The source of eternal salvation. 5:7-10
In this passage, our writer defines the qualifications of Jesus our High Priest. The writer wants to show that Jesus is a genuine High Priest, far superior to any of the descendents of Aaron, and is therefore, someone we can rely on to speak for us before the throne of God's grace. The first qualification of Christ's high priestly rule is given in v5-6, namely, that he is appointed by God. The second qualification is that Christ is a perfect High Priest, able to renew our relationship with God, v7-10.
v7. We are told that during his life, Jesus prayed for his eternal salvation and that his prayer was answered. It was answered in his resurrection because of his "reverent submission" - he was "heard for his godly fear." What this means is that our Lord's prayer was heard because of his devotion and submission to the will of God. He came through the trial victorious and as such, he did not suffer annihilation. It is difficult to know exactly what the writer is alluding to in this verse. It seems a bit like the Gethsemane scene, but he may be harking back to Psalm 22; in "crying and tears" he was "heard". The phrase, he was "heard because of his reverent submission", simply means that he was heard by God because of his devotion and submission to the will of God.
v8. Our writer goes on to say that although Jesus was the Son of God (the definite article ["the"] is not in the Greek, but is best translated this way) he still had to strive to be obedient to the Father. Jesus had to struggle with all the temptations, tests, strife..... that are part of human existence. Faced with the cross, he chose the path of honour and integrity rather than dishonor, and in so doing could stand before God as the tested and honourable Son - having emerged perfect through suffering.
v9-10. The writer concludes by making the point that Christ was "made perfect". Christ is perfect in the sense that he is the fully qualified saviour of his people, having traveled the way of faithfulness unto death, and he is God's designated perfect high priest according to the type of Melchizedek, which priesthood was not Aaronic, but rather an eternal order which was superior in nature. As God's high priest, Christ is the pathfinder and source of a permanently valid ("eternal") salvation for his people. This salvation is available to all who "obey" Christ ie., all who are loyal to Christ in the sense of identifying with him, following him, believing in him.
1. If Jesus offered up prayers to the one who could save him from death, in what sense was his prayer answered?
2. if Jesus is without sin, how could he have "learned obedience from what he suffered"? v8.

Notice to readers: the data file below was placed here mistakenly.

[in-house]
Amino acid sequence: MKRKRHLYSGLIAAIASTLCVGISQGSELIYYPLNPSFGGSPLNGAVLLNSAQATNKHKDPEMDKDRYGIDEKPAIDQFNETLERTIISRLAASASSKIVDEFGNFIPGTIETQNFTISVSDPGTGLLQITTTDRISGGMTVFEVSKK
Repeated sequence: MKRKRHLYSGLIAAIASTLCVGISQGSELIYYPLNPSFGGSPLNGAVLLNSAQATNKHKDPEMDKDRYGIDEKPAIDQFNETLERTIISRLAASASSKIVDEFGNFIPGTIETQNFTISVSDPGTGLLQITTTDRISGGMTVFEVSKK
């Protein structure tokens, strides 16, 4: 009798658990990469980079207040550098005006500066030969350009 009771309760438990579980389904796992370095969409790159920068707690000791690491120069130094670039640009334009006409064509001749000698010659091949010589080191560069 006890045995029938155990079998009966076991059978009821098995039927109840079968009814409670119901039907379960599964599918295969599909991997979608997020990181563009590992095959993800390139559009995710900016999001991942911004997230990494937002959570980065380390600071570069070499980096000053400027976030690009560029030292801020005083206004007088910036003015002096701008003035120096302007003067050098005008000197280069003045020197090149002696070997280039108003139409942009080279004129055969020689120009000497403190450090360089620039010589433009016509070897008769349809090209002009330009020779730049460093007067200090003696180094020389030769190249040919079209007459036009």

3. How could Jesus be "made perfect if he was without sin? v9.
4. Is it a sin to contemplate an evil act?
5. In what sense are we free from sin because of Jesus' high priestly role?
Our confidence in Christ|
Some years ago I developed a gospel presentation which I have used ever since. It has changed a little as time has moved on and it is always adapted to the circumstance and the person or group I am speaking with. I call it the 5 by 5 presentation. 1. This is God's world; 2. We have lost eternity; 3. God in Christ has sorted out our problem; 4. In Christ we may possess life eternal; 5. We must ask for God's gift of life.
The center of the gospel is the resurrection of Jesus and the consequent blessings that flow from this. The substance of God's blessing is his free gift of grace in Christ - "because he lives we may live also." I sum this truth up in five sub points under point 4. i] A new friendship with God; ii] A new life-style; iii] A new freedom; iv] A new community to be part of; v] The hope of a new world.
The second sub point in this gospel presentation affirms freedom. This is pure John Stott, in fact, he sees this as the central statement of the gospel - freedom from guilt, self and fear. I can't think of any better way of saying it, so I use it. This world cries out for freedom. In Christ we are offered the gift of freedom: Freedom from the dominance of self, of the psyche; Freedom from guilt and condemnation - forgiven; Freedom from the fear of judgement - loss, death...
Of course, it is not just unbelievers who cry out for freedom. I believe Christians find themselves enslaved as do unbelievers, yet our slavery is different. We are so easily enslaved to our piety, to Sunday religion.
Hebrews reminds us that Jesus functions as a High Priest. That is, he stands between God and ourselves and gains for us a right of approach to the throne of God. The point our writer wants to drive home to us is that Jesus has experienced all the limitations of humanity. He understands our weakness and identifies with it, for he was "tempted in every way as we are". He cannot be horrified by our sin. He has felt everything that we feel. The only difference between him and us is that he is "without sin." Therefore, we need have no hesitation to come before God's throne and cry for mercy. We don't have to ask twice for forgiveness.
Jesus is a perfect High Priest. He is sinless and therefore, his sacrifice upon the cross did not have to be applied to his own sin, but could be fully applied to ours. In him is forgiveness, and in forgiveness there is freedom. Christ is the "source of eternal salvation" therefore we are eternally free.
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